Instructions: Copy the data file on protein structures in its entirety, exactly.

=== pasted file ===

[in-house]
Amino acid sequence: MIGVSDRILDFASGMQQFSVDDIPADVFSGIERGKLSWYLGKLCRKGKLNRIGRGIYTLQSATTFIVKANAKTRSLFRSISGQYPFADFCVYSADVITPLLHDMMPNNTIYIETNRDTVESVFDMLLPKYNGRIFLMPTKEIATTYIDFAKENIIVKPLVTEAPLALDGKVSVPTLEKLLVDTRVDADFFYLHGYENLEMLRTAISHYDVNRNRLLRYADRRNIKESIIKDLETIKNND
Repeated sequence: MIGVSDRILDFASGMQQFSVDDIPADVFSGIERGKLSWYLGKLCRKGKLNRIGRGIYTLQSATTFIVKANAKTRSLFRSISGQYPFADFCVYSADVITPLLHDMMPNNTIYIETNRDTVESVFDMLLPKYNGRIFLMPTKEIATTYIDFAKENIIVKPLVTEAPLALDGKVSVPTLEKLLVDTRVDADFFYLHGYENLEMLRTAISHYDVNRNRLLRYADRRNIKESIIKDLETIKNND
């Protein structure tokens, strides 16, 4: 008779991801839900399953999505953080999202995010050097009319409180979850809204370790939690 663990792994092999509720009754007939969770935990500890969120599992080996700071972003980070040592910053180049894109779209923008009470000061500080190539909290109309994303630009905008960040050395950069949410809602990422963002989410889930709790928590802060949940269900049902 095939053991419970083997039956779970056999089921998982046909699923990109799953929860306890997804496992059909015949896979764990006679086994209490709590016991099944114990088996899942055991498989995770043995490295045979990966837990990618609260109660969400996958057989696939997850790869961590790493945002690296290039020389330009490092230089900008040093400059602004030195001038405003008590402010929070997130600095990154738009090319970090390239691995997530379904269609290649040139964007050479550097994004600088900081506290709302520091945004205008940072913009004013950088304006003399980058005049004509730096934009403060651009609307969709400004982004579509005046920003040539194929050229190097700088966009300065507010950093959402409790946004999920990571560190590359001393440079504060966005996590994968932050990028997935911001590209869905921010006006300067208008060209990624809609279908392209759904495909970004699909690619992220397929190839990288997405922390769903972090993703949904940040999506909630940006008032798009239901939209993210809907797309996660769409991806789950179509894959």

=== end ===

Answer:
[in-house]
Amino acid sequence: MIGVSDRILDFASGMQQFSVDDIPADVFSGIERGKLSWYLGKLCRKGKLNRIGRGIYTLQSATTFIVKANAKTRSLFRSISGQYPFADFCVYSADVITPLLHDMMPNNTIYIETNRDTVESVFDMLLPKYNGRIFLMPTKEIATTYIDFAKENIIVKPLVTEAPLALDGKVSVPTLEKLLVDTRVDADFFYLHGYENLEMLRTAISHYDVNRNRLLRYADRRNIKESIIKDLETIKNND
Repeated sequence: MIGVSDRILDFASGMQQFSVDDIPADVFSGIERGKLSWYLGKLCRKGKLNRIGRGIYTLQSATTFIVKANAKTRSLFRSISGQYPFADFCVYSADVITPLLHDMMPNNTIYIETNRDTVESVFDMLLPKYNGRIFLMPTKEIATTYIDFAKENIIVKPLVTEAPLALDGKVSVPTLEKLLVDTRVDADFFYLHGYENLEMLRTAISHYDVNRNRLLRYADRRNIKESIIKDLETIKNND
């Protein structure tokens, strides 16, 4: 008779991801839900399953999505953080999202995010050097009319409180979850809204370790939690 663990792994092999509720009754007939969770935990500890969120599992080996700071972003980070040592910053180049894109779209923008009470000061500080190539909290109309994303630009905008960040050395950069949410809602990422963002989410889930709790928590802060949940269900049902 095939053991419970083997039956779970056999089921998982046909699923990109799953929860306890997804496992059909015949896979764990006679086994209490709590016991099944114990088996899942055991498989995770043995490295045979990966837990990618609260109660969400996958057989696939997850790869961590790493945002690296290039020389330009490092230089900008040093400059602004030195001038405003008590402010929070997130600095990154738009090319970090390239691995997530379904269609290649040139964007050479550097994004600088900081506290709302520091945004205008940072913009004013950088304006003399980058005049004509730096934009403060651009609307969709400004982004579509005046920003040539194929050229190097700088966009300065507010950093959402409790946004999920990571560190590359001393440079504060966005996590994968932050990028997935911001590209869905921010006006300067208008060209990624809609279908392209759904495909970004699909690619992220397929190839990288997405922390769903972090993703949904940040999506909630940006008032798009239901939209993210809907797309996660769409991806789950179509894959």